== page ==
21 September 2023
New polling from the National Centre for Social Research finds that support for a woman's right to choose is at a record high
- Polling released today shows that support for an abortion being allowed in circumstances when the woman decides on her own that she does not want to have a child is at a record high, rising from from 37% in 1983 to 76% today. In 2005 and 2017, this figure was 60% and 70% respectively.
- The National Centre for Social Research polling also found an "almost universal support for abortions being allowed when the woman’s health is seriously endangered by the pregnancy or when there is a strong chance of the baby having a serious health condition."
- The women's healthcare charity the British Pregnancy Advisory Service, BPAS, says the polling demonstrates that the current legal framework, under which abortion remains a criminal offence for a woman unless two doctors authorise her request, is “vastly out of step with public opinion” and that abortion is not the divisive or controversial issue it is often portrayed.
Polling released today by the National Centre for Social Research (NatCen) has found that support for a woman's right to choose is at a record high, with the vast majority of the public supporting a more liberal position than the legal framework. Support for an abortion being allowed in circumstances when the woman decides on her own that she does not want to have a child is now at a record high, rising from 37% in 1983 to 76% now. Under current law, no woman is legally entitled to an abortion on this basis, but must obtain legal permission from two doctors on the grounds that continuing the pregnancy would have a detrimental effect on her health or that of her family, or if there is a risk of foetal anomaly.
The NatCen polling also found an "almost universal support for abortions being allowed when the woman’s health is seriously endangered by the pregnancy or when there is a strong chance of the baby having a serious health condition" with 95% and 89% respectively thinking that abortion should be allowed in these circumstances. Almost three quarters (72%) express this view when the couple cannot afford any more children.
While religious affiliation appears to influence attitudes, more than half of each group defined by religion supports abortion in each of the circumstances asked about. Among Catholics, the majority (58%) think that abortion should be allowed if the woman decides on her own that she does not want a child, and this figure is 62%-72% among all other groups defined by religion.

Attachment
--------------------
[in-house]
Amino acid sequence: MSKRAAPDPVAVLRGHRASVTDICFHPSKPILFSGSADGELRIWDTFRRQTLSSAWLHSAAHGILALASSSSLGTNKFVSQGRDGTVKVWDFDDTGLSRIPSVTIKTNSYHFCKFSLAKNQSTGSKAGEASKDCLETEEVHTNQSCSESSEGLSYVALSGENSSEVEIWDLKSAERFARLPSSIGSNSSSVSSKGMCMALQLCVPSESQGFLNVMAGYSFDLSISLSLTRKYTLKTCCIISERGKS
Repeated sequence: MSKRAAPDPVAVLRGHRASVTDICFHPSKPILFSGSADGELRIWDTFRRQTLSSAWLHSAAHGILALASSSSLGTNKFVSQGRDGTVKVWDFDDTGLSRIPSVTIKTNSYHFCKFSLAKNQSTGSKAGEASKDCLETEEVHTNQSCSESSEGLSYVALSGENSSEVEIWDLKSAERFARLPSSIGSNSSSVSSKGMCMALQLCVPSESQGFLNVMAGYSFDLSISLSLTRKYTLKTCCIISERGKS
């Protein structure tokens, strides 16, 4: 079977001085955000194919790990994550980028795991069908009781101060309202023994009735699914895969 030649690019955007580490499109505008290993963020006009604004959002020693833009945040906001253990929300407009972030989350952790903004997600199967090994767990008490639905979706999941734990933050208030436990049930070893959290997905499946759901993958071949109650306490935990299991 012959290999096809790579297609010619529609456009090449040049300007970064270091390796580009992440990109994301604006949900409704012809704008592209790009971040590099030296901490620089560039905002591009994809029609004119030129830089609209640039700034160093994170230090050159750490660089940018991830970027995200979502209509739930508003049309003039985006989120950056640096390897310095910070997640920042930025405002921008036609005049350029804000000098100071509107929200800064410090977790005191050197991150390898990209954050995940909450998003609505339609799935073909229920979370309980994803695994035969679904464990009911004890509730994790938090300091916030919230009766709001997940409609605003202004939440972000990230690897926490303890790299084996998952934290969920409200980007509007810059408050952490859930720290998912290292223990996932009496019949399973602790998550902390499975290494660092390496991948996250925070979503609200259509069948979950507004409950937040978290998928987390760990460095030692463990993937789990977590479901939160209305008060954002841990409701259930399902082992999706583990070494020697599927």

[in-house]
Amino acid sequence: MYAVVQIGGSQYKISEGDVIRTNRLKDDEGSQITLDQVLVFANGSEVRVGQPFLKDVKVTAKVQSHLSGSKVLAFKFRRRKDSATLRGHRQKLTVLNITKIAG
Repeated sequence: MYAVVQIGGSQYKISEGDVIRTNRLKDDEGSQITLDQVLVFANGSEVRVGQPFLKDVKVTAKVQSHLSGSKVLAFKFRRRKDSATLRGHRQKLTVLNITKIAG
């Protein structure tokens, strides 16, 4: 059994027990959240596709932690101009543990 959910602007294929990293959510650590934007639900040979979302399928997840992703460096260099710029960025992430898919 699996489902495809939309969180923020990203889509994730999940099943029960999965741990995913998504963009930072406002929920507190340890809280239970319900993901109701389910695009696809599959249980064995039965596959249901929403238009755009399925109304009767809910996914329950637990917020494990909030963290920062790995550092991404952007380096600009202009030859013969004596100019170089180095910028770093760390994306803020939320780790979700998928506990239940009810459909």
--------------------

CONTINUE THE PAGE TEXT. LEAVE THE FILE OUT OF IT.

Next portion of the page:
Interestingly, there are few significant differences in views on abortion by age. The report states that there is not "a clear pattern of younger age groups adopting the more liberal stance, as was the case with attitudes to family formation and sexual relationships. This might lead us to conclude that the increasing liberalisation in attitudes towards abortion may not primarily have been driven by generational replacement."
Clare Murphy, BPAS Chief Executive, said:
"This latest polling confirms not just that we are a pro-choice country, but that our current legal framework, under which abortion remains a criminal offence for a woman unless two doctors authorise her request, is vastly out of step with public opinion. The overwhelming majority of people believe abortion should be allowed if a woman decides for herself she does not want a child.
"Support for abortion on this basis has grown dramatically since the early 1980s, but has also been on a sharp upwards trajectory in the last decade. This may in part be explained by increasing openness about abortion, a growing understanding that women cannot control their fertility through contraception alone, and that compelled pregnancy has no place in the 21st Century.
"Politicians are sometimes fearful of engaging in discussions about abortion on the grounds that it's too "controversial." These results clearly show that this is not the position of those who elect them - abortion is accepted as a decision many women will need to make in their reproductive lifetimes. There are growing calls for abortion to be decriminalised and regulated in the same way as any other form of healthcare, enabling women to make their own decisions about pregnancy. When the opportunity for reform to modernise our arcane laws arises, we urge MPs to make the right choice."
The full report, BSA 40, is available online here.
For further information, please contact Katherine O’Brien, BPAS Associate Director of Campaigns and Communications, on katherine.o’email@example.com or 07881 265276.
The British Pregnancy Advisory Service, BPAS, is a charity that sees over 100,000 women a year for reproductive healthcare services including pregnancy counselling, abortion care, miscarriage management and contraception at clinics across Great Britain.
BPAS exists to further women’s reproductive choices. We believe all women should have the right to make their own decisions in and around pregnancy, from the contraception they use to avoid pregnancy right the way through to how they decide to feed their newborn baby, with access to evidence-based information to underpin their choices and high-quality services and support to exercise them.
BPAS also runs the Centre for Reproductive Research and Communication, CRRC. Through rigorous multidisciplinary research and impactful communication, the CRRC aims to inform policy, practice, and public discourse. You can find out more here.